• It was a dark fatalistic religion influenced by Norse Myth
  • 32.  
  • 33. What figures in Norse mythology influenced ethics?
    • Anglo-saxon ethics ha
    • d much in common with Norse/Scandinavian mythology.
    • Woden (Odin) represents death, poetry, magic
    • Woden’s Day becomes Wednesday.
  • 34. Origin of poetry
    • In Norse myth poetry was originally a sacred mead that came into possession of a giant (Kvasir) but was stolen by Odin, who assumed the shape of an eagle and carried it to the world of the gods
    • Poetry was called Odin’s theft or Kvasir’s Blood
  • 35.  
  • 36. Norse Myth continued
    • Thunor (Thor) symbolized lightening and thunder. His symbol is the hammer and the twisted cross (swastika)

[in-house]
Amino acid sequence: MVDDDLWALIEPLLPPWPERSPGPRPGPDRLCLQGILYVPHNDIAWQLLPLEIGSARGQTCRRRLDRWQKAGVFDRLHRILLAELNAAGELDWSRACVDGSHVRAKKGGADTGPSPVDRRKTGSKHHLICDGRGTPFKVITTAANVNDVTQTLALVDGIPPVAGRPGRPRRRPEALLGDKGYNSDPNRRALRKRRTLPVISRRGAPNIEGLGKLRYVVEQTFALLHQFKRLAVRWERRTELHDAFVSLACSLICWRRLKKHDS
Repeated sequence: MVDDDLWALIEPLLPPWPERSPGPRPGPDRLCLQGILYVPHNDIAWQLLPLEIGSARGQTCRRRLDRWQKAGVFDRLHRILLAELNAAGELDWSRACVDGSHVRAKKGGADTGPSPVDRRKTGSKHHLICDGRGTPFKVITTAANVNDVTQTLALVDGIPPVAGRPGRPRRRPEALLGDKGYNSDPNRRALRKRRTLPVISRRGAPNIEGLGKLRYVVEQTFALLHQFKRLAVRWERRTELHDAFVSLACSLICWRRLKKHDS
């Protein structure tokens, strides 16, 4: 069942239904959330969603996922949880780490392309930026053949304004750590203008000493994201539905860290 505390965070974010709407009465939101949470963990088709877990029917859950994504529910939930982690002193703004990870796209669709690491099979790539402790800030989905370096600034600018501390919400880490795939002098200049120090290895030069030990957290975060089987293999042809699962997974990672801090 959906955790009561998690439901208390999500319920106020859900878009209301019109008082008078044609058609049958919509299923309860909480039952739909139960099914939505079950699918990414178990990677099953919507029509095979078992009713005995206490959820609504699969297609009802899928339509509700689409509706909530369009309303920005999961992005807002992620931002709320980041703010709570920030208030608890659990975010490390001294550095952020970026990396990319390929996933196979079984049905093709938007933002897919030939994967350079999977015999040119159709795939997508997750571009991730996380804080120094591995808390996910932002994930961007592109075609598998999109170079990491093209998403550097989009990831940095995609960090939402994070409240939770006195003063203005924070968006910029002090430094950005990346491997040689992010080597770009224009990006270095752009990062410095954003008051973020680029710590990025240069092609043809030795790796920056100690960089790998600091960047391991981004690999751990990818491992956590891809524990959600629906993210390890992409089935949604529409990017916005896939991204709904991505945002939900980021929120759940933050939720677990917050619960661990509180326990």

• Thursday comes from Thor’s Day.
  • 37.  
  • 38.  
  • 39.  
  • 40. Norse Myth continued
    • Anglo-saxons believed that immortality or lof – fame that survives death– could be earned through heroic action.
    • The deity Wyrd (Norms) in Norse myth represents fate in life
  • 41. Worldview
    • An important element of the Anglo-Saxon worldview was the concept of fate (wyrd).
    • Specifically, the Anglo-Saxons believed that a hero could postpone death through personal bravery but that fate eventually would win out.
  • 42.  
  • 43.  
  • 44.  
  • 45. Norse Influence
    • The dragon is the protector of the treasure; the fiery dragon is the personification of “death the devourer” and the guardian of the grave mound (where warriors’ ashes & treasure lay)
    • The dragon was the living embodiment of evil and death. [Danes sailed boats with prows carved in shape of dragons’ heads and fangs]